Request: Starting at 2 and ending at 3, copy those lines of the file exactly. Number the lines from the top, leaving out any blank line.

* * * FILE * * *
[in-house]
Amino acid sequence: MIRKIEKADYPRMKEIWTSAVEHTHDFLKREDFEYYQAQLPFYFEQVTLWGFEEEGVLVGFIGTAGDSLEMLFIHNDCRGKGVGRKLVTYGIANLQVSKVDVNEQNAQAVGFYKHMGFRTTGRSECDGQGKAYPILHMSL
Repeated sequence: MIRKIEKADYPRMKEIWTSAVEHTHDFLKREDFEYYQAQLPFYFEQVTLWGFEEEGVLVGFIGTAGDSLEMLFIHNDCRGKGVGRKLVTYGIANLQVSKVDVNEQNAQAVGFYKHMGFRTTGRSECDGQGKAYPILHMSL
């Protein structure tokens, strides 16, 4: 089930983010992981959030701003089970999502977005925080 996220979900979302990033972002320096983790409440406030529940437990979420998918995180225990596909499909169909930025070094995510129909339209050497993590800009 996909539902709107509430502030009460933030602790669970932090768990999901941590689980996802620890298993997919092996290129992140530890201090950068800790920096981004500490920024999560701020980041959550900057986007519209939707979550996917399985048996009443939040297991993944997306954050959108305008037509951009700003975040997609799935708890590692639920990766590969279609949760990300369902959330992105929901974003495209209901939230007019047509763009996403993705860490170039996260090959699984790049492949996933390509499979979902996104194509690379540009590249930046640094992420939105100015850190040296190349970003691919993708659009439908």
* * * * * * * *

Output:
Amino acid sequence: MIRKIEKADYPRMKEIWTSAVEHTHDFLKREDFEYYQAQLPFYFEQVTLWGFEEEGVLVGFIGTAGDSLEMLFIHNDCRGKGVGRKLVTYGIANLQVSKVDVNEQNAQAVGFYKHMGFRTTGRSECDGQGKAYPILHMSL
Repeated sequence: MIRKIEKADYPRMKEIWTSAVEHTHDFLKREDFEYYQAQLPFYFEQVTLWGFEEEGVLVGFIGTAGDSLEMLFIHNDCRGKGVGRKLVTYGIANLQVSKVDVNEQNAQAVGFYKHMGFRTTGRSECDGQGKAYPILHMSL